Rhymes and Rhythms

I am thinking that there is a way to think about poetry as a creation made of different kinds of rhymes and rhythms. These two concepts from the basis of what has been considered “traditional verse” or “formal verse.” As you know, this semester, I have steered you away from formal verse and toward what is called “free verse.” T.S Eliot said that no free verse is really free, and I would agree with that. I agree with it because the free verse poet has substituted different kinds of rhymes and rhythms into his or her poems. The free verse poem is usually not successful if it is totally free, because it seems that success depends upon some Form in the poem, as opposed to mere shape in the poem.

Maybe we can think of it this way—in the twentieth century painting many old forms and traditions were abandoned. Abstract painting and Abstract Expressionism threw out landscape, people, objects, and all those things that we associate with the history of painting. But those paintings that are Abstract that still grab the interest of much of the art viewing public—such as Pollack’s drip paintings—have a sense of movement and repetition that the unsuccessful ones don’t.

So in free verse where do we get these rhymes and rhythms? The late twentieth century poet Robert Duncan wrote a long series of poems in several books that he called “The Structure of Rime.” A gross simplification of his ideas is that a rime is not just two words that sound alike, but two or more concepts, ideas, myths, visualizations, archetypes. A rhyme could be flowers. So in one part of the poem, you say “rose,” then in a later part you say “lilly,” and in another part you say “daisy.” A rhyme could be square or cube structures (as in the Volkswagon commercial). So in a poem, you may have a bedroom, then a packing box, then a children’s block, then an office building, then a window. The repetition of these images keeps “rhyming” in the mind of the attentive reader. All of this then would call to the mind of the reader the various connotations of the square. Gary Snyder has a poem where he looks at different kinds of waves. I bet you see the point.

So the question of rhythm then becomes one of the pace of the repetition of these rhymes. For instance, think of pop music. How often is the snare drum hit with the loud sharp hit? There are all these other drum sounds, but there is this one bass or snare hit that establishes the down beat. Certainly this rhythm is also established in a poem with the metrical rhythm, but on top of that metrical rhythm is all the rhythm of ideas. (Especially, in free verse, where the metrical rhythm is more free.) But notice how in the best poems the main ideas are stated on the beats of the metrical rhythm: unimportant words and ideas are placed in the unaccented beats.

Then, as with all rhythms, the most important part is the varying of the rhythm. If the rhythm stays the same throughout the full song or poem, then the song or poem becomes predictable and boring. So there is the continuing tension between the foundation structure of the main rhythm and the variation upon that rhythm. (If you have studied composition and the writing of prose, you know that in any textbook there is a chapter on sentence variety and a chapter on repetition.)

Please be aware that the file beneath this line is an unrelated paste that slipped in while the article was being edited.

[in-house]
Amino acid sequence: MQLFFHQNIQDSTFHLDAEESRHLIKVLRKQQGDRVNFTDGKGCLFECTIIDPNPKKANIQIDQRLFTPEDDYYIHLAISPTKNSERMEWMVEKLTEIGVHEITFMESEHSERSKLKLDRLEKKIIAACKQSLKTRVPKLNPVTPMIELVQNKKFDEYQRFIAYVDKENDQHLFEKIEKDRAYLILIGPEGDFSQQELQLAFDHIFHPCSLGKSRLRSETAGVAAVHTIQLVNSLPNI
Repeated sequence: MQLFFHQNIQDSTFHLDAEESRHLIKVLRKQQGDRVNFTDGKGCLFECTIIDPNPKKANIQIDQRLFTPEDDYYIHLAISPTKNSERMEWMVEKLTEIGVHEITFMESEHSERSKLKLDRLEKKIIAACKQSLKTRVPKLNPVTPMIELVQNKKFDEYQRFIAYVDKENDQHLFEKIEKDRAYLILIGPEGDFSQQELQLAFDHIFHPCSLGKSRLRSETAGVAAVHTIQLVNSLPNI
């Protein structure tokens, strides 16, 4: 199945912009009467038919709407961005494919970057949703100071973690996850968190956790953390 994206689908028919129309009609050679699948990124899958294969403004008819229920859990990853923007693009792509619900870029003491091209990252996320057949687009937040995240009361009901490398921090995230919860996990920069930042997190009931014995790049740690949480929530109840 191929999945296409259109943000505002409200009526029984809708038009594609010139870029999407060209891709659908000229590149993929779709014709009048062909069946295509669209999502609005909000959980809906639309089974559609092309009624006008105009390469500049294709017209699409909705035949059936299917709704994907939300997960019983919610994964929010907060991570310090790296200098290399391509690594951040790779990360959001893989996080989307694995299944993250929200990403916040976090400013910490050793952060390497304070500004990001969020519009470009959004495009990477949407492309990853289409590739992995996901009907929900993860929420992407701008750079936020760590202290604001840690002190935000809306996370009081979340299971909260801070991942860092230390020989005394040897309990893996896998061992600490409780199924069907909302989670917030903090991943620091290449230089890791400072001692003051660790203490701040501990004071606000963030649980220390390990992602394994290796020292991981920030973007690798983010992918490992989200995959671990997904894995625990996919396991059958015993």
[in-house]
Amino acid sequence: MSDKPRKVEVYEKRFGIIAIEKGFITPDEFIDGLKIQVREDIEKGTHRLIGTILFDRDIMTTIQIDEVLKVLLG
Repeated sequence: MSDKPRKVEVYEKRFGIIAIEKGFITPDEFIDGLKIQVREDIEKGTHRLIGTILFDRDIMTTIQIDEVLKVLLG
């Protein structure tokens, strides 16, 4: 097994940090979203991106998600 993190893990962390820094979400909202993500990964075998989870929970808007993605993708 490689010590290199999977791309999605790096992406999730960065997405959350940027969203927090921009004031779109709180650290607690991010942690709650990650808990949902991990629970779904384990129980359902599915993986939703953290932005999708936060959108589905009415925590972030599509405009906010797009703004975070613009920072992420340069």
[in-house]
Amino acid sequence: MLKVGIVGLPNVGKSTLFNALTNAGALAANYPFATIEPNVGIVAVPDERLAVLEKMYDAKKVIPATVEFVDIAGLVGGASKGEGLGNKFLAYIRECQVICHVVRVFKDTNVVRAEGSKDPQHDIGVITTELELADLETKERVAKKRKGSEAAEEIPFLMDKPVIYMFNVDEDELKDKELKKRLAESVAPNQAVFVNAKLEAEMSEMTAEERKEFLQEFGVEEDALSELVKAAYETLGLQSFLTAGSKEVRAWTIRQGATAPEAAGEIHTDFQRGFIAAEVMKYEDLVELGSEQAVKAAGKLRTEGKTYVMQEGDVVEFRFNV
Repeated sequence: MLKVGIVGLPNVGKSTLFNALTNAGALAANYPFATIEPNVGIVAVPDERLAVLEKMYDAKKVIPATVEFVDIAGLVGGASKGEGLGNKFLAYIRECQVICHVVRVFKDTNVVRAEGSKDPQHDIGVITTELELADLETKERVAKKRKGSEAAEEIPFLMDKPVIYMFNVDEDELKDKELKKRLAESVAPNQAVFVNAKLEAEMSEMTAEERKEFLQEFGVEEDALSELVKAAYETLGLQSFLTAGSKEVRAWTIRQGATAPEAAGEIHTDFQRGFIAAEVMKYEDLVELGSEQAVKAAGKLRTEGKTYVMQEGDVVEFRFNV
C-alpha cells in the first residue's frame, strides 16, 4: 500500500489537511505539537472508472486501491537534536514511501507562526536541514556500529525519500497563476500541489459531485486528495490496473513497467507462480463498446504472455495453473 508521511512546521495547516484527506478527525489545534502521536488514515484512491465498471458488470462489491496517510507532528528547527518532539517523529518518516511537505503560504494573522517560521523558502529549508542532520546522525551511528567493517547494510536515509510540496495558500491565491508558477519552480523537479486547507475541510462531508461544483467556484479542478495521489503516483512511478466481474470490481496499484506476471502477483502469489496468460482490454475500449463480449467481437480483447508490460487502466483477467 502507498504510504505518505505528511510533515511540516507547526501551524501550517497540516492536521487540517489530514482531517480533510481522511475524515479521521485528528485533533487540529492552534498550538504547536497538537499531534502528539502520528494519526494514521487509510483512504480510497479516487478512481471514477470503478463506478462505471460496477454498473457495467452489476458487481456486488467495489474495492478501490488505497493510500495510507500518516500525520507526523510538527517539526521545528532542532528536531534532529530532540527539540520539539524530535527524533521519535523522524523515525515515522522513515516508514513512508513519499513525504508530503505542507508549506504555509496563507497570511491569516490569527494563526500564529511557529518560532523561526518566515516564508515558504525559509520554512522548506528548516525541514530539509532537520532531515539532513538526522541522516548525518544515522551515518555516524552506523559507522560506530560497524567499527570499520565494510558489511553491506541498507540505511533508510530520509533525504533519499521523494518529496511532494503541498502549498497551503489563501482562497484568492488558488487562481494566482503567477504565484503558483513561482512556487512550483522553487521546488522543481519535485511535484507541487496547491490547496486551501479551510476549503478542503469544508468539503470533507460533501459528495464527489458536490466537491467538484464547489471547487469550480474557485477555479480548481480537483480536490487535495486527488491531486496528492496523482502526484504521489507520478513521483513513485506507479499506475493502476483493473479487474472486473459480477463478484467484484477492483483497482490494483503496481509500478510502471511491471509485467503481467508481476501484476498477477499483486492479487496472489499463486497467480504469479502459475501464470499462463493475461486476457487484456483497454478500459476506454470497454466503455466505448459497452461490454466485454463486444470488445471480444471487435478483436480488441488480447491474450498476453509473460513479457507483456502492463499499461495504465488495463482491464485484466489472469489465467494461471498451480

Now there is no golden rule—like, be regular this much and do variations at this point. It is a matter of feel—what feels right as you say it aloud—and a matter of sense—does the meaning you are conveying fit into a pattern or a variation. In a short poem, you might see the conceptual rhyme in line one, line three, line five, and then line ten. Or it might be line two, line five, line nine and line ten. In these two examples, you can see two different kinds of rhythm. The first is a slowing down of the rhythm, and the second is a speeding up of the rhythm. Which you choose will depend on the meaning of the poem and the effect you want on the reader.

You can also have a rhythm that features separate stanzas, each stanza being a rhythmical unit. Paul Simon does this in songs—stanza one is about one person who is lonely, stanza two is about different person who is lonely, and stanza three is about a third person. In a pop song the separation of these stanzas is linked through the bridge or through the chorus. In free verse poem, you might find yourself using the first lines of the first stanza to set up the theme, and the last lines of the last stanza to repeat the theme (or add a twist to it).

In a narrative poem the stanzas/strophes may be build upon different steps in the narrative. In a love poem this may be meeting the person, dating the person, getting settled with the person, having a fight with the person, separating from the person, being lonely without the person, getting back with the person. In writing this, it seems to me that if this is the separation of stanzas in a poem, it gets a little too mechanical and predictable. There needs to be a sub theme or secondary rhythm of rhymes going on also. Maybe some stanzas need to be connected with enjambment for the last lines of stanza.

[Obviously, in this post I have changed the meanings of Rhythm and Rhyme from what we usually expect in a educational institutions.  For the usual list of rhythmical units called feet and meter, see this post.  For a discussion of Rhyme, begin here.]

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About lymangrant

Lyman Grant is a professor of creative writing and humanities at Austin Community College. He has work at ACC since 1978. He is the author or editor of two textbooks, two books relating to Texas literature, three volumes and a chapbook of poetry. Recently he traveled the United States for a year in a 34-foot RV 5th wheel trailer with his wife and two younger sons.